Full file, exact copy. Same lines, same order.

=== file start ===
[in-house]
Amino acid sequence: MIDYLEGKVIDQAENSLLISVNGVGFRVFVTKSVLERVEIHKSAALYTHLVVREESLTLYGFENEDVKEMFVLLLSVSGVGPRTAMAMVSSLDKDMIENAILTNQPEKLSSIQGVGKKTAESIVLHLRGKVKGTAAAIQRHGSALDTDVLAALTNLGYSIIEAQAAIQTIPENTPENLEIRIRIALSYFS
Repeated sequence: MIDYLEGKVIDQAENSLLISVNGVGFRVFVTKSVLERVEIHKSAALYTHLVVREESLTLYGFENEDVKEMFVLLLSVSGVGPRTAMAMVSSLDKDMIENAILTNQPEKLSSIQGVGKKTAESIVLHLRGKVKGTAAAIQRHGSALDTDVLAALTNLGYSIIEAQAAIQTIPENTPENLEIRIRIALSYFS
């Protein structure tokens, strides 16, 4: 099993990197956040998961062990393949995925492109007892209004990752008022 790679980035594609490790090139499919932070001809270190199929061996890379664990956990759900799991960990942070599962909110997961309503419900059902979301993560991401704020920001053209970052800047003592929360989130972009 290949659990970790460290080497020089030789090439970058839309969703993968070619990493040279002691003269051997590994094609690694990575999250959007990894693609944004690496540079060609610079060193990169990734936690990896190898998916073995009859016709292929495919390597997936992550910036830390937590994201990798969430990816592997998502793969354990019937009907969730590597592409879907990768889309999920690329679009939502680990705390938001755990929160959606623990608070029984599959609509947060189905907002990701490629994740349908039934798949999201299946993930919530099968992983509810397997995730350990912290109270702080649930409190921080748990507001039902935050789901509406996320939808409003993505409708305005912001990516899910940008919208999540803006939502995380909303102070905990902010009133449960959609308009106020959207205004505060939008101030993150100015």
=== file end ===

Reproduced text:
[in-house]
Amino acid sequence: MIDYLEGKVIDQAENSLLISVNGVGFRVFVTKSVLERVEIHKSAALYTHLVVREESLTLYGFENEDVKEMFVLLLSVSGVGPRTAMAMVSSLDKDMIENAILTNQPEKLSSIQGVGKKTAESIVLHLRGKVKGTAAAIQRHGSALDTDVLAALTNLGYSIIEAQAAIQTIPENTPENLEIRIRIALSYFS
Repeated sequence: MIDYLEGKVIDQAENSLLISVNGVGFRVFVTKSVLERVEIHKSAALYTHLVVREESLTLYGFENEDVKEMFVLLLSVSGVGPRTAMAMVSSLDKDMIENAILTNQPEKLSSIQGVGKKTAESIVLHLRGKVKGTAAAIQRHGSALDTDVLAALTNLGYSIIEAQAAIQTIPENTPENLEIRIRIALSYFS
């Protein structure tokens, strides 16, 4: 099993990197956040998961062990393949995925492109007892209004990752008022 790679980035594609490790090139499919932070001809270190199929061996890379664990956990759900799991960990942070599962909110997961309503419900059902979301993560991401704020920001053209970052800047003592929360989130972009 290949659990970790460290080497020089030789090439970058839309969703993968070619990493040279002691003269051997590994094609690694990575999250959007990894693609944004690496540079060609610079060193990169990734936690990896190898998916073995009859016709292929495919390597997936992550910036830390937590994201990798969430990816592997998502793969354990019937009907969730590597592409879907990768889309999920690329679009939502680990705390938001755990929160959606623990608070029984599959609509947060189905907002990701490629994740349908039934798949999201299946993930919530099968992983509810397997995730350990912290109270702080649930409190921080748990507001039902935050789901509406996320939808409003993505409708305005912001990516899910940008919208999540803006939502995380909303102070905990902010009133449960959609308009106020959207205004505060939008101030993150100015």